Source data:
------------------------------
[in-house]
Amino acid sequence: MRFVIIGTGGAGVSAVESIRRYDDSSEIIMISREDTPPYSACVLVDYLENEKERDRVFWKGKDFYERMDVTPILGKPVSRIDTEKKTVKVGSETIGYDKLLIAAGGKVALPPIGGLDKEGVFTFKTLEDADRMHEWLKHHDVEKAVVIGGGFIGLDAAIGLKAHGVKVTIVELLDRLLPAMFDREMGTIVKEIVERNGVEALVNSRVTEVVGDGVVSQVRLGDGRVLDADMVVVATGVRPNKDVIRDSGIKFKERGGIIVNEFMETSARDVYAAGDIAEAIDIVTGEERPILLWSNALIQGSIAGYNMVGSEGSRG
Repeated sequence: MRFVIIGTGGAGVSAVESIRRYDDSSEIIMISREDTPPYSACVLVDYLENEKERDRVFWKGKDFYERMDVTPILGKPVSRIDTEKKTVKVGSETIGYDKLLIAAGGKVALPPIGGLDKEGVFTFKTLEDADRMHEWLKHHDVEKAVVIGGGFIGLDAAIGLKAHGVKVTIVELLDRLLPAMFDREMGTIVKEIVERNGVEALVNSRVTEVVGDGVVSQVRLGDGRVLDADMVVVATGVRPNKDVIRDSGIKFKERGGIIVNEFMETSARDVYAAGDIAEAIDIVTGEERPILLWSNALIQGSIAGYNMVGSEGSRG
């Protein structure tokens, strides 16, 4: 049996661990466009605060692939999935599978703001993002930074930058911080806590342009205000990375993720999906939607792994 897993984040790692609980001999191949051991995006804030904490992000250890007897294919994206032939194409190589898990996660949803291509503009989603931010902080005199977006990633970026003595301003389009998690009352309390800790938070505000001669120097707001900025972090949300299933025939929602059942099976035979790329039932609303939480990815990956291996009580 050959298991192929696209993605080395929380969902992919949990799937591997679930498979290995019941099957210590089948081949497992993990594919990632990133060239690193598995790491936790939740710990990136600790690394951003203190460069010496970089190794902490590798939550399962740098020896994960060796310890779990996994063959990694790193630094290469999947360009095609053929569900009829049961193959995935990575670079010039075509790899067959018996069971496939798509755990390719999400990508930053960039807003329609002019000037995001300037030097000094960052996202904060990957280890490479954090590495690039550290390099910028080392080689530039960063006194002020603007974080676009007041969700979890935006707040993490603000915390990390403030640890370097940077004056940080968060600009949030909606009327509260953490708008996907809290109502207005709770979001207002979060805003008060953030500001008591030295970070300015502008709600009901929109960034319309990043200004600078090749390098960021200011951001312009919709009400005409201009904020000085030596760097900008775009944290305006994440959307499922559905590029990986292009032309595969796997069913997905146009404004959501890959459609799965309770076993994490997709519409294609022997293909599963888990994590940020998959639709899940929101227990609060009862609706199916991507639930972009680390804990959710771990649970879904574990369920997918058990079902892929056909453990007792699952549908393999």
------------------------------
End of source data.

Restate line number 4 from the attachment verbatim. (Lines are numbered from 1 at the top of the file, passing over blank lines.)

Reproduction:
């Protein structure tokens, strides 16, 4: 049996661990466009605060692939999935599978703001993002930074930058911080806590342009205000990375993720999906939607792994 897993984040790692609980001999191949051991995006804030904490992000250890007897294919994206032939194409190589898990996660949803291509503009989603931010902080005199977006990633970026003595301003389009998690009352309390800790938070505000001669120097707001900025972090949300299933025939929602059942099976035979790329039932609303939480990815990956291996009580 050959298991192929696209993605080395929380969902992919949990799937591997679930498979290995019941099957210590089948081949497992993990594919990632990133060239690193598995790491936790939740710990990136600790690394951003203190460069010496970089190794902490590798939550399962740098020896994960060796310890779990996994063959990694790193630094290469999947360009095609053929569900009829049961193959995935990575670079010039075509790899067959018996069971496939798509755990390719999400990508930053960039807003329609002019000037995001300037030097000094960052996202904060990957280890490479954090590495690039550290390099910028080392080689530039960063006194002020603007974080676009007041969700979890935006707040993490603000915390990390403030640890370097940077004056940080968060600009949030909606009327509260953490708008996907809290109502207005709770979001207002979060805003008060953030500001008591030295970070300015502008709600009901929109960034319309990043200004600078090749390098960021200011951001312009919709009400005409201009904020000085030596760097900008775009944290305006994440959307499922559905590029990986292009032309595969796997069913997905146009404004959501890959459609799965309770076993994490997709519409294609022997293909599963888990994590940020998959639709899940929101227990609060009862609706199916991507639930972009680390804990959710771990649970879904574990369920997918058990079902892929056909453990007792699952549908393999």